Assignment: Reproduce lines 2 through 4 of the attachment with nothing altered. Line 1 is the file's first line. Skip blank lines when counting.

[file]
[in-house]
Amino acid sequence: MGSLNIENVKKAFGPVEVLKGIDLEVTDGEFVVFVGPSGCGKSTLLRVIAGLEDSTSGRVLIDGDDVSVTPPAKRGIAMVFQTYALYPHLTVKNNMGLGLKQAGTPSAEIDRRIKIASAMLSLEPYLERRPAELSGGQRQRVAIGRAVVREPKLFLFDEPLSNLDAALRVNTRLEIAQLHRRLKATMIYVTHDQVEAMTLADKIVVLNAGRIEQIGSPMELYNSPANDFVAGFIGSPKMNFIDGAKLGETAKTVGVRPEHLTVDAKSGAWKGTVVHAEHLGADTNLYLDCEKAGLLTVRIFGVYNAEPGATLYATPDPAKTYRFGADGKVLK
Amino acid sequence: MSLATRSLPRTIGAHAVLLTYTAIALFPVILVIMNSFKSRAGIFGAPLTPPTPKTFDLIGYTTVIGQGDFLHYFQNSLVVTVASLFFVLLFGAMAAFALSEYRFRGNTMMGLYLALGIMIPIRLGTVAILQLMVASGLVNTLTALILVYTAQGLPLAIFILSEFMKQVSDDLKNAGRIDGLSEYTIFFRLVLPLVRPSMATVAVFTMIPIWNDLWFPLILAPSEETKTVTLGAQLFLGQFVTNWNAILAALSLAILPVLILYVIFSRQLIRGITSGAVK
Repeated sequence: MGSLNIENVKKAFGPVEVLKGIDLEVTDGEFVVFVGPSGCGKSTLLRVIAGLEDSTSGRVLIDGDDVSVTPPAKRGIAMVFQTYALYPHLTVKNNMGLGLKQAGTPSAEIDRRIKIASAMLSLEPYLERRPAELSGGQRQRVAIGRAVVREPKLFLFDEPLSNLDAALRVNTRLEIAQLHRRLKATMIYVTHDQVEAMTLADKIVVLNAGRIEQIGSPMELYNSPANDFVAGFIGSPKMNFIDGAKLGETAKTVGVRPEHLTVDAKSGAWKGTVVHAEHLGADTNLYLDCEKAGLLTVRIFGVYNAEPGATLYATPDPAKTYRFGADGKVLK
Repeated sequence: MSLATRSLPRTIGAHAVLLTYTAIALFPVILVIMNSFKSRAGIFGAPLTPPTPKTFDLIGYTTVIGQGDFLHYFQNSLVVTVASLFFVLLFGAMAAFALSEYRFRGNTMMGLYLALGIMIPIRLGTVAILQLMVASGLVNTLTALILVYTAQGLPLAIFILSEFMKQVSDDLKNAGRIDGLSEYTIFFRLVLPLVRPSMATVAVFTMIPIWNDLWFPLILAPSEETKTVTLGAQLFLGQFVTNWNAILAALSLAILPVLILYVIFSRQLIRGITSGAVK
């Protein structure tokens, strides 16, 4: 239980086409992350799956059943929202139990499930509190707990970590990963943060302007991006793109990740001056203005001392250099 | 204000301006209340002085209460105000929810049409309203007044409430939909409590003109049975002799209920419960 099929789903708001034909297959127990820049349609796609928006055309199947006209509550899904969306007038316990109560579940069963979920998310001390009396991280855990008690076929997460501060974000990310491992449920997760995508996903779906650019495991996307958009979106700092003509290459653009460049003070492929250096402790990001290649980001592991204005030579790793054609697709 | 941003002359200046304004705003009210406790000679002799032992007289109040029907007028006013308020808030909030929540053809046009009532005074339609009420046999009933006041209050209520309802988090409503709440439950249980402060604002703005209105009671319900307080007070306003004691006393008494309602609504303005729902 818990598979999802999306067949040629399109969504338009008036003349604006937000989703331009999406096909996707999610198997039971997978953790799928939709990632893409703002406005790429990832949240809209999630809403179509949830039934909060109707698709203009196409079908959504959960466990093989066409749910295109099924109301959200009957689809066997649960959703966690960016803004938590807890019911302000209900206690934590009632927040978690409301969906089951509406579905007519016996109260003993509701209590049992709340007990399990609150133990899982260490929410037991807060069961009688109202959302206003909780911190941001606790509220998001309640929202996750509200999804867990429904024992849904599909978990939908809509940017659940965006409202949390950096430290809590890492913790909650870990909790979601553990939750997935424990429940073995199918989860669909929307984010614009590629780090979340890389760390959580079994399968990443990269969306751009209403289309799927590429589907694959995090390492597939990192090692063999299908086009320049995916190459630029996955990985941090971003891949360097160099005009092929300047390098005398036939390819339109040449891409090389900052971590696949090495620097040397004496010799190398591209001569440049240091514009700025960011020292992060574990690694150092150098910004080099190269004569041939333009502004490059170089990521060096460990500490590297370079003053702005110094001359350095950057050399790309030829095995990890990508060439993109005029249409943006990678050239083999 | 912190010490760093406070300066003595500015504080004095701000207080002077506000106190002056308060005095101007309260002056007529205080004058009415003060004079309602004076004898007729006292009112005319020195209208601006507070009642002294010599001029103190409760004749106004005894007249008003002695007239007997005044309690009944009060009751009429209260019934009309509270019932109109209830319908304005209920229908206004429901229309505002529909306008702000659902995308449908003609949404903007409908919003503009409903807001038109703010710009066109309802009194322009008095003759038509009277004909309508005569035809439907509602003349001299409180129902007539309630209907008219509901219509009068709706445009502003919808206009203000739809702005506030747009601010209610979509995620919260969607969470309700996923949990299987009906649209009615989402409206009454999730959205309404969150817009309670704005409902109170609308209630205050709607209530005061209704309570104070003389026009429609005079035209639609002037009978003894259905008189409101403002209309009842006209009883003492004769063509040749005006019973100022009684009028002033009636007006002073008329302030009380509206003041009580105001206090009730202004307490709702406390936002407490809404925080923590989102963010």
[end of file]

Amino acid sequence: MGSLNIENVKKAFGPVEVLKGIDLEVTDGEFVVFVGPSGCGKSTLLRVIAGLEDSTSGRVLIDGDDVSVTPPAKRGIAMVFQTYALYPHLTVKNNMGLGLKQAGTPSAEIDRRIKIASAMLSLEPYLERRPAELSGGQRQRVAIGRAVVREPKLFLFDEPLSNLDAALRVNTRLEIAQLHRRLKATMIYVTHDQVEAMTLADKIVVLNAGRIEQIGSPMELYNSPANDFVAGFIGSPKMNFIDGAKLGETAKTVGVRPEHLTVDAKSGAWKGTVVHAEHLGADTNLYLDCEKAGLLTVRIFGVYNAEPGATLYATPDPAKTYRFGADGKVLK
Amino acid sequence: MSLATRSLPRTIGAHAVLLTYTAIALFPVILVIMNSFKSRAGIFGAPLTPPTPKTFDLIGYTTVIGQGDFLHYFQNSLVVTVASLFFVLLFGAMAAFALSEYRFRGNTMMGLYLALGIMIPIRLGTVAILQLMVASGLVNTLTALILVYTAQGLPLAIFILSEFMKQVSDDLKNAGRIDGLSEYTIFFRLVLPLVRPSMATVAVFTMIPIWNDLWFPLILAPSEETKTVTLGAQLFLGQFVTNWNAILAALSLAILPVLILYVIFSRQLIRGITSGAVK
Repeated sequence: MGSLNIENVKKAFGPVEVLKGIDLEVTDGEFVVFVGPSGCGKSTLLRVIAGLEDSTSGRVLIDGDDVSVTPPAKRGIAMVFQTYALYPHLTVKNNMGLGLKQAGTPSAEIDRRIKIASAMLSLEPYLERRPAELSGGQRQRVAIGRAVVREPKLFLFDEPLSNLDAALRVNTRLEIAQLHRRLKATMIYVTHDQVEAMTLADKIVVLNAGRIEQIGSPMELYNSPANDFVAGFIGSPKMNFIDGAKLGETAKTVGVRPEHLTVDAKSGAWKGTVVHAEHLGADTNLYLDCEKAGLLTVRIFGVYNAEPGATLYATPDPAKTYRFGADGKVLK